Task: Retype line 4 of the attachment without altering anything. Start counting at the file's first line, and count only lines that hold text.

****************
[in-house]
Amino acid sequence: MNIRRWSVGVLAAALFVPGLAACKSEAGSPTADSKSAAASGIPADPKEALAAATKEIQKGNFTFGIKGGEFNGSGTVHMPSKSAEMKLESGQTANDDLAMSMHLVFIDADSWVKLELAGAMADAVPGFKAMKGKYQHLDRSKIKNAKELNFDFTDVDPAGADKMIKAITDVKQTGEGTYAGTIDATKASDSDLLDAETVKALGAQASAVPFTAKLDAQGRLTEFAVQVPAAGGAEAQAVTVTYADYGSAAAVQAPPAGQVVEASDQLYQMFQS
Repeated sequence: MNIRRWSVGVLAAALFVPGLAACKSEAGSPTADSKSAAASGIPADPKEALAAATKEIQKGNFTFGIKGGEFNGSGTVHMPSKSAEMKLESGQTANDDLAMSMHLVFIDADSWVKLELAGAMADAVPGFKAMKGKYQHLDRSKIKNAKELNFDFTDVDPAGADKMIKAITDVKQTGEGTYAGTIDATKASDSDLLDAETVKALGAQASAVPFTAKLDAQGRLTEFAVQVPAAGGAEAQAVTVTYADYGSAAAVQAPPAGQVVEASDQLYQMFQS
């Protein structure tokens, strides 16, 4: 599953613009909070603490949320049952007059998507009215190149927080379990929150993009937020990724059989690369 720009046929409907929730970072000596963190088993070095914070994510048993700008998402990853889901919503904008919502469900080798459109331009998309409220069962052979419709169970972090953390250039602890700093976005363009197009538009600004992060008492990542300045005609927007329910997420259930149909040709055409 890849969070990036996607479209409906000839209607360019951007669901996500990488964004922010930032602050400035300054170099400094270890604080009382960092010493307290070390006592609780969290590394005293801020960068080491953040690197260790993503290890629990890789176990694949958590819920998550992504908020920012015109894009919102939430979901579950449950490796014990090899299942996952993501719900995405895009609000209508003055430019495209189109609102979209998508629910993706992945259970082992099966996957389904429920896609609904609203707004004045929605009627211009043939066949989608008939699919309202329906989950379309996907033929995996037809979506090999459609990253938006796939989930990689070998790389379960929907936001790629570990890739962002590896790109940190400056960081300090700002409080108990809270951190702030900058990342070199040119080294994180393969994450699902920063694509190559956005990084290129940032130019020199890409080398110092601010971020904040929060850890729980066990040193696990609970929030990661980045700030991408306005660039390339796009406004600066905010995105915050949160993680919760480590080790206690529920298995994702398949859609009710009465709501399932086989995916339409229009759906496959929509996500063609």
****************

């Protein structure tokens, strides 16, 4: 599953613009909070603490949320049952007059998507009215190149927080379990929150993009937020990724059989690369 720009046929409907929730970072000596963190088993070095914070994510048993700008998402990853889901919503904008919502469900080798459109331009998309409220069962052979419709169970972090953390250039602890700093976005363009197009538009600004992060008492990542300045005609927007329910997420259930149909040709055409 890849969070990036996607479209409906000839209607360019951007669901996500990488964004922010930032602050400035300054170099400094270890604080009382960092010493307290070390006592609780969290590394005293801020960068080491953040690197260790993503290890629990890789176990694949958590819920998550992504908020920012015109894009919102939430979901579950449950490796014990090899299942996952993501719900995405895009609000209508003055430019495209189109609102979209998508629910993706992945259970082992099966996957389904429920896609609904609203707004004045929605009627211009043939066949989608008939699919309202329906989950379309996907033929995996037809979506090999459609990253938006796939989930990689070998790389379960929907936001790629570990890739962002590896790109940190400056960081300090700002409080108990809270951190702030900058990342070199040119080294994180393969994450699902920063694509190559956005990084290129940032130019020199890409080398110092601010971020904040929060850890729980066990040193696990609970929030990661980045700030991408306005660039390339796009406004600066905010995105915050949160993680919760480590080790206690529920298995994702398949859609009710009465709501399932086989995916339409229009759906496959929509996500063609």